In a review of the first year of recreational marijuana legalization in Colorado, the Denver Post says the on-the-ground reality is less stark than the version of either advocates or opponents. Marijuana legalization has changed Colorado. It’s just tough to say exactly how. Marijuana is more available in Colorado than ever before, but it’s unclear whether marijuana consumption has risen as a result. Teens are less likely to think that marijuana is harmful, and marijuana arrests at Denver schools are up, but that hasn’t translated into measurably increased use. More people may be driving stoned, but traffic fatalities are down.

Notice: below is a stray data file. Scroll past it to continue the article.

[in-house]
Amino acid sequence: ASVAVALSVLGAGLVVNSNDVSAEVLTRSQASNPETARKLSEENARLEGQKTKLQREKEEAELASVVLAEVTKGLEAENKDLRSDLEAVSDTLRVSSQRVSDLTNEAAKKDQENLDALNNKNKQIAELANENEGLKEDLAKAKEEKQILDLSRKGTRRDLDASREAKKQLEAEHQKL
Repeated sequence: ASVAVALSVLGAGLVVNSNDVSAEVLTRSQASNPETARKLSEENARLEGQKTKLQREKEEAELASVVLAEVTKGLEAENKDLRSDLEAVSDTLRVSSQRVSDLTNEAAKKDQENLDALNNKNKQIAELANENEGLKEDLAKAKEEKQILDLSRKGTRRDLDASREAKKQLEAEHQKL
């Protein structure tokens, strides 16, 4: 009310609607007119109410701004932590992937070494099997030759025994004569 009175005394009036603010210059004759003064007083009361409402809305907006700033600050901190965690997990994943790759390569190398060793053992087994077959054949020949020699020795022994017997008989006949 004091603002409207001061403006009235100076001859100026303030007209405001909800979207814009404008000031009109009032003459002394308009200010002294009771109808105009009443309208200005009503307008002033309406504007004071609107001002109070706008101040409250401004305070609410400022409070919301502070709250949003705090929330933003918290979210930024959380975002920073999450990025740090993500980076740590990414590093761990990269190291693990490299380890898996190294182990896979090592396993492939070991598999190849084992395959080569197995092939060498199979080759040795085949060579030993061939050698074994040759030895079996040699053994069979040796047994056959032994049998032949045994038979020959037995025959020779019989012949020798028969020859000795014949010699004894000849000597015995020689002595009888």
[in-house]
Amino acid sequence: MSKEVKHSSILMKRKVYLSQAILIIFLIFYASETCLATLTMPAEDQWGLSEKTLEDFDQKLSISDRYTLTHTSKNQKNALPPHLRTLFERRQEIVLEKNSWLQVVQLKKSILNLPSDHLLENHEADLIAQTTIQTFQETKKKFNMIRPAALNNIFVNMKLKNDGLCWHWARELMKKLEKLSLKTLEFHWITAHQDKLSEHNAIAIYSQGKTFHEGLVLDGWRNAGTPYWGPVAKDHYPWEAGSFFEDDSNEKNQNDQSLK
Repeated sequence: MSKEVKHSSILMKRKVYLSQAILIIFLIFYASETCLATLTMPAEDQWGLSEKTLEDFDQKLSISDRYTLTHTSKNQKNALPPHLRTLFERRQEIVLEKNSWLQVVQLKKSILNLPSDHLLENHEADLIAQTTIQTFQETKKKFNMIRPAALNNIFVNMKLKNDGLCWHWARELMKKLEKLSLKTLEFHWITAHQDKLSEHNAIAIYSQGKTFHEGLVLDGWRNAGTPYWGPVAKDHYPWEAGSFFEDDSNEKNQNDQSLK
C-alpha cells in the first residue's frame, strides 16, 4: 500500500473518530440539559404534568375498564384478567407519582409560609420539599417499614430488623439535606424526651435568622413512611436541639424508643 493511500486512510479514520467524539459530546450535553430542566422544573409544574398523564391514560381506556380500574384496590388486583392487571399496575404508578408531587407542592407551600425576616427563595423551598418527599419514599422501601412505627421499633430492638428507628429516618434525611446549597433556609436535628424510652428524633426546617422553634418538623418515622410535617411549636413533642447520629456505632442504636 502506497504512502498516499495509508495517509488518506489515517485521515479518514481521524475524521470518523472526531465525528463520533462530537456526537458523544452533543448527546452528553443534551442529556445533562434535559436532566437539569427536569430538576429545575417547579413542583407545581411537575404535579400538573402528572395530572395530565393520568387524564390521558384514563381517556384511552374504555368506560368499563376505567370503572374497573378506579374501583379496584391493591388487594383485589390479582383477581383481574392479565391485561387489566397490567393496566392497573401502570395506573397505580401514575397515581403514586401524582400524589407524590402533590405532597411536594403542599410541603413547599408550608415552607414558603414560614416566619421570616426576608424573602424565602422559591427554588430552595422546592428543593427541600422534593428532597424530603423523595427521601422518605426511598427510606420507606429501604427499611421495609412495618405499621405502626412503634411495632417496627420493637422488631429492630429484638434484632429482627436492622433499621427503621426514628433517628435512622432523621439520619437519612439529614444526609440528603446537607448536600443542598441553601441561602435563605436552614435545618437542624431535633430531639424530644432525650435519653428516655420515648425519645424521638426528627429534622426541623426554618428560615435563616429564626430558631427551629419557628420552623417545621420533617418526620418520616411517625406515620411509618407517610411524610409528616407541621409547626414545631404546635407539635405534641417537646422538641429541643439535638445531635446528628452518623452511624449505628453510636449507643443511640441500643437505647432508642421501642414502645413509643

The smell of pot is more common along Denver’s 16th Street Mall. After a full year, legal marijuana sales are an experiment still very much in progress. “People are trying to jump to conclusions much faster than the data allows,” said Andrew Freedman, the man in charge of coordinating Colorado’s policy efforts on marijuana legalization. The jumps are even bigger because of Colorado’s data-collection woes. The state lacks systems for quick, accurate measurements of youth use, marijuana-related incidents at schools, stoned driving and many other questions. State officials this year commissioned a 74-page report titled “Marijuana Data Discovery and Gap Analysis” to address the problem. One person in the Department of Public Safety is now in charge of coordinating data-collection efforts for 2015. This year, police said marijuana legalization would cost more for them to enforce than marijuana prohibition.